All of that being said, here is my specific question: In my above arguments, is any of my logic faulty? Is there any known law that would disprove either of these explanations for Zeno's dichotomy paradox? If so, is there a better way of physically (not mathematically) resolving the paradox?

  • $\begingroup$ More on Zeno's paradox: physics.stackexchange.com/search?q=+is%3Aq+Zeno%27s $\endgroup$
    – Qmechanic
    Commented Feb 2, 2014 at 21:12
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    $\begingroup$ Frankly you've got it backwards. The artificiality is not is summing the series, the artificiality is in Zeno's formulation. You don't move half way and then move half of the rest and then ... You move forward continuously and after a finite time you have arrived. You don't need quantum mechanics because classical mechanics is all over it. You can use quantum mechanics and be all over it that way, too, but focusing on the HEP just confuses the issue. $\endgroup$ Commented Feb 2, 2014 at 21:19
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    $\begingroup$ I'm not even sure that $\sum_{n=1}^\infty {1 \over 2^n} = 1$ solves the problem. This just says that the limit according to some axioms is $1$, the definition of limit implies that if a number is infinitely close to $L$, then the limit is $L$. So it's circular reasoning. $\endgroup$
    – jinawee
    Commented Feb 2, 2014 at 21:39
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    $\begingroup$ Zeno's "paradox" is sort of meant to be a joke, I mean, it's not like a grapefruit thrown against a wall cares that you could potentially decompose its path into an infinite sequence of subpaths whose union is the classical path, it still does what it does. Anyone who would tell you that Zeno's "paradox" is still an unsolved problem in classical physics is either incompetent or a crank. That's not to say that the topic isn't entertaining to discuss or that this isn't a good question to ask, but I think it should be accompanied with a grain of humor. $\endgroup$ Commented Feb 2, 2014 at 21:48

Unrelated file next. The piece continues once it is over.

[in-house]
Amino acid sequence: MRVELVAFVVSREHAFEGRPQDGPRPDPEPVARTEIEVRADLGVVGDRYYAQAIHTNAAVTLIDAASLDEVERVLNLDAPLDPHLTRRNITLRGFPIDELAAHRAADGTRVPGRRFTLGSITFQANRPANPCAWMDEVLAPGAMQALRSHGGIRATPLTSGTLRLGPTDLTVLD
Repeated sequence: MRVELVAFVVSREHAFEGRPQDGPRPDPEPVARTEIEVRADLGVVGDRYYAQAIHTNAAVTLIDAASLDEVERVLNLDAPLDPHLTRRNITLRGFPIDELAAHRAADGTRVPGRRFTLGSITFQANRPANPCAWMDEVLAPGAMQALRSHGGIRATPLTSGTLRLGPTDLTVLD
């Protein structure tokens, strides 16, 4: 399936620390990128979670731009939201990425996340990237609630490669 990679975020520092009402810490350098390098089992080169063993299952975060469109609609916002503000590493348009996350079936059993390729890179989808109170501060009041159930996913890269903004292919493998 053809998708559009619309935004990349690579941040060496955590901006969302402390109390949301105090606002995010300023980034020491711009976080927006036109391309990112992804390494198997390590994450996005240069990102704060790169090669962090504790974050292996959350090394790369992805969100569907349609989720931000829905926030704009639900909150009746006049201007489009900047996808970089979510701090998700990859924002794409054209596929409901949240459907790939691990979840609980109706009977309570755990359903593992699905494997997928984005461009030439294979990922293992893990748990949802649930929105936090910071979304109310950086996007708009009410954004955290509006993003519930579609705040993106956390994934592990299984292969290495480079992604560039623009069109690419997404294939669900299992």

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    $\begingroup$ No. You are assuming that a infinite number of points to be passed means a infinite number of finite periods of time. Passing from one point to another takes infinitesimal time. In other words, calculus is the answer and calculus is rigorous and exact: there are no approximations or things left unchecked. Again, just because it would take you infinite time to talk through the process in Zeno formulation does not mean that it takes infinite time to happen. $\endgroup$ Commented Feb 3, 2014 at 19:34

1 Answer 1


There are a lot of comments. The end result is that your first proposition is correct as far as the physics models we have validated with experimental evidence go.

Even classically, when one has an extended body whose trajectory is assumed by the center of mass, the paradox becomes trivial, even if the center of mass never reaches the goal, half of the solid body minus an infinitesimal essentially does.

The Heisenberg uncertainty principle is involved at the elementary particle state, and yes the classical motion is no longer relevant and does not describe the behavior of nature at the microscopic scale.

As for your second proposition, what disallows discreteness of space and time is not lack of imagination. It is at the moment incompatibility of known and validated physics and mathematical models proposed with such discreteness incorporated. At the moment as far as I know, locality for Lorenz invariance, which has been validated an innumerable number of times, is the main obstacle for such theories, but also I am not aware if there exist proposals that can also incorporate the standard model of particle physics, which is an encapsulation of all the experimental measurements we have up to now. Thus discreteness in time exists in some models but is not validated by any data and is not a proposition accepted by the mainstream physics community. In any case even if you take time as a variable the argument with the Heisenberg uncertainty principle is sufficient as there also exist a delta(E)delta(t)>h_bar form of it.

  • $\begingroup$ Thank you. Though the extended comments were not bad, I accepted because you actually addressed the question I posed. $\endgroup$
    – wgrenard
    Commented Feb 3, 2014 at 7:31